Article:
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Electric van demand outstripping supply, says Renault

Renault is ramping up to produce more Kangoo Z.E. vans after demand last year outstripped supply.

Renault could have sold more Kangoo Z.E. vans in 2018 had supply been available

Renault UK sold more than 350 Kangoo Z.E. electric vans last year, more than double the 2017 total, UK brand manager Steve Wilson told Van Fleet World. And that number could have been much higher, if the company had been able to get its hands on more vans, as more than 10,000 Kangoo Z.E. vans were sold in 2018 across Europe. Certainly, he is confident of a similar increase in sales this year, if the company can meet the expected demand.

“I would of thought we will at least double that, but unfortunately lead times are currently up to six months,” said Wilson.

The Renault factory in Mauberge that assembles all Kangoo models is already ramping up to produce 50% more Z.E. vans this year, though it would appear that it is battery supply that is proving the limiting factor.

“The customers know how good the vans are, our dealers know how to service them, we just need to get more of them,” said Wilson.

To date, around 60% of last year’s orders were for the longer Kangoo Maxi Z.E. which offers 1.0m3 of additional load volume, but 25kg less payload than the shorter model.  Both vans share the same driveline and battery, offering a realistic 124 miles of range.

“The total cost of ownership is good, with far lower service costs,” said Wilson.

“Fully charging Kangoo Z.E. is just £3-£4 for 120 miles.”

While Kangoo Z.E. was originally offered with a choice of purchasing or leasing the batteries, all models are now sold complete, with a five-year/60,000-mile battery warranty to provide reassurance for buyers.  Renault also now provides a battery repair service, so that instead of replacing the whole battery pack, it can replace one or more of the 48 cells, to deliver full performance at a more affordable price.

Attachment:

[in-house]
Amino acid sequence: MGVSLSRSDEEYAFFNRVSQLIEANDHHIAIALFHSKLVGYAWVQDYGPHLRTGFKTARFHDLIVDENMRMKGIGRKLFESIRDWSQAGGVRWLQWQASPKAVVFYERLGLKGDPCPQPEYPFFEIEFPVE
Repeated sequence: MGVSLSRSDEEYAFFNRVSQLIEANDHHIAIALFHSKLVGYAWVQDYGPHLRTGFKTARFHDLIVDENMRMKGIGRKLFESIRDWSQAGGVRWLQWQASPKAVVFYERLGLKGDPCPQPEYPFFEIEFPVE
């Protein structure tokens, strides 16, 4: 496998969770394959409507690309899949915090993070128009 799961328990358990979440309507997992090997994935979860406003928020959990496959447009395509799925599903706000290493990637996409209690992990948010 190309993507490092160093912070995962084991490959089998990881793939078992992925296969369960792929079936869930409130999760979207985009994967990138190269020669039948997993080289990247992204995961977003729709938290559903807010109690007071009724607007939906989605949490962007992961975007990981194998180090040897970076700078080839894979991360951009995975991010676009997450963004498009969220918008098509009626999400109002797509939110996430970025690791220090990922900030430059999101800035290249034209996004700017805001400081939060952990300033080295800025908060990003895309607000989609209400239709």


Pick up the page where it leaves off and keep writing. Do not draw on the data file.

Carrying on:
With Kangoo Z.E. performing well, Renault also launched Master Z.E. at the end of last year and the first deliveries to customers are expected in April or May. Sales are expected to be relatively low for the first 12 months, with larger fleets and local councils among the early adopters. Renault has once again taken the lead in the sector, with many manufacturers showing electric vans of this size but few actually on sale yet, apart from the likes of Iveco, LDV and BD Auto.

“It gives the range that we say it does, 75-80 miles in the real world,” said Wilson. “In 20 years, electric will be the dominant power source.”

It is perhaps unusual to see a manufacturer pleased with a downturn in sales, but that has been the case with Renault, as it has restricted its sales to profitable, longer-term customer streams.

“Last year was a very good year for us, demand remained strong,” he said.

“Our volumes were around 16,000, down from just under 20,000, but that was where we had planned to be, with sustainable business. We’re not just pushing volume out, we’re looking for good, long-term and repeat business.”

The company has also been focussed on building its Pro+ dealer network, with 70 of its 155 dealers now achieving the business centre accolade, up from 35. Pro+ dealers sell cars as well as vans, but the focus is very much on business use and Pro+ dealers will have LCV experts and demonstrators on site to meet the needs of local businesses.

Some of the dealers are looking at mobile service vans, while Renault has launched a Lifetime Roadside Assistance offer, based on the vehicle rather than the owner, so long as the van is serviced by a Renault outlet. With facelifted Trafic and Master vans due by the middle of the year, and a growing range of electric vans on offer, the company seems set for another strong year.

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Written by Dan Gilkes

Dan has been a commercial vehicle and construction equipment journalist for almost 30 years. An automotive engineer and former fleet manager, he has driven almost every van, pickup and truck that has been launched in Europe over that time. As editor of VFW, his aim is to keep readers up to date with the latest developments in the light commercial world.

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